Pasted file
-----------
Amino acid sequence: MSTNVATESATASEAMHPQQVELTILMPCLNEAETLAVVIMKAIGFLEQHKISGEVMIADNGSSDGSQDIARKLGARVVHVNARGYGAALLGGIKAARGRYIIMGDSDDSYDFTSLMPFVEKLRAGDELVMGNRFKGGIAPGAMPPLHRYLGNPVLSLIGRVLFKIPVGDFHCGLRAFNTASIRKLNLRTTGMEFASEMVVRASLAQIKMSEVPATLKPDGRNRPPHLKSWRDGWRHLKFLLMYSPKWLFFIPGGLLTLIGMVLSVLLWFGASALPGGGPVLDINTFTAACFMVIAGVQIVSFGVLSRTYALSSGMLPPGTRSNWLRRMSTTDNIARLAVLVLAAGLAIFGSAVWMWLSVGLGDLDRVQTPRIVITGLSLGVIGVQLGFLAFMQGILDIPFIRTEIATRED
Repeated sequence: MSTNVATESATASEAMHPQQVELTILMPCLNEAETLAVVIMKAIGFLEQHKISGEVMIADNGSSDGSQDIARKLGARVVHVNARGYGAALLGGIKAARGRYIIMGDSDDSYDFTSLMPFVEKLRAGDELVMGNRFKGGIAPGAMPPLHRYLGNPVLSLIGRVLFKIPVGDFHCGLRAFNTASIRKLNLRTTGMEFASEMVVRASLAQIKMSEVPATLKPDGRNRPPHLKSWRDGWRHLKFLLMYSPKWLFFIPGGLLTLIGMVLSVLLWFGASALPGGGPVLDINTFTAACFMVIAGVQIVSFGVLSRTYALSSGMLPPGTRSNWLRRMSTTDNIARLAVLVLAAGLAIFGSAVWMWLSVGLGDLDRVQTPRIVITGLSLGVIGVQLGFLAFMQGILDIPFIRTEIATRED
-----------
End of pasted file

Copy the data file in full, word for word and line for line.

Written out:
Amino acid sequence: MSTNVATESATASEAMHPQQVELTILMPCLNEAETLAVVIMKAIGFLEQHKISGEVMIADNGSSDGSQDIARKLGARVVHVNARGYGAALLGGIKAARGRYIIMGDSDDSYDFTSLMPFVEKLRAGDELVMGNRFKGGIAPGAMPPLHRYLGNPVLSLIGRVLFKIPVGDFHCGLRAFNTASIRKLNLRTTGMEFASEMVVRASLAQIKMSEVPATLKPDGRNRPPHLKSWRDGWRHLKFLLMYSPKWLFFIPGGLLTLIGMVLSVLLWFGASALPGGGPVLDINTFTAACFMVIAGVQIVSFGVLSRTYALSSGMLPPGTRSNWLRRMSTTDNIARLAVLVLAAGLAIFGSAVWMWLSVGLGDLDRVQTPRIVITGLSLGVIGVQLGFLAFMQGILDIPFIRTEIATRED
Repeated sequence: MSTNVATESATASEAMHPQQVELTILMPCLNEAETLAVVIMKAIGFLEQHKISGEVMIADNGSSDGSQDIARKLGARVVHVNARGYGAALLGGIKAARGRYIIMGDSDDSYDFTSLMPFVEKLRAGDELVMGNRFKGGIAPGAMPPLHRYLGNPVLSLIGRVLFKIPVGDFHCGLRAFNTASIRKLNLRTTGMEFASEMVVRASLAQIKMSEVPATLKPDGRNRPPHLKSWRDGWRHLKFLLMYSPKWLFFIPGGLLTLIGMVLSVLLWFGASALPGGGPVLDINTFTAACFMVIAGVQIVSFGVLSRTYALSSGMLPPGTRSNWLRRMSTTDNIARLAVLVLAAGLAIFGSAVWMWLSVGLGDLDRVQTPRIVITGLSLGVIGVQLGFLAFMQGILDIPFIRTEIATRED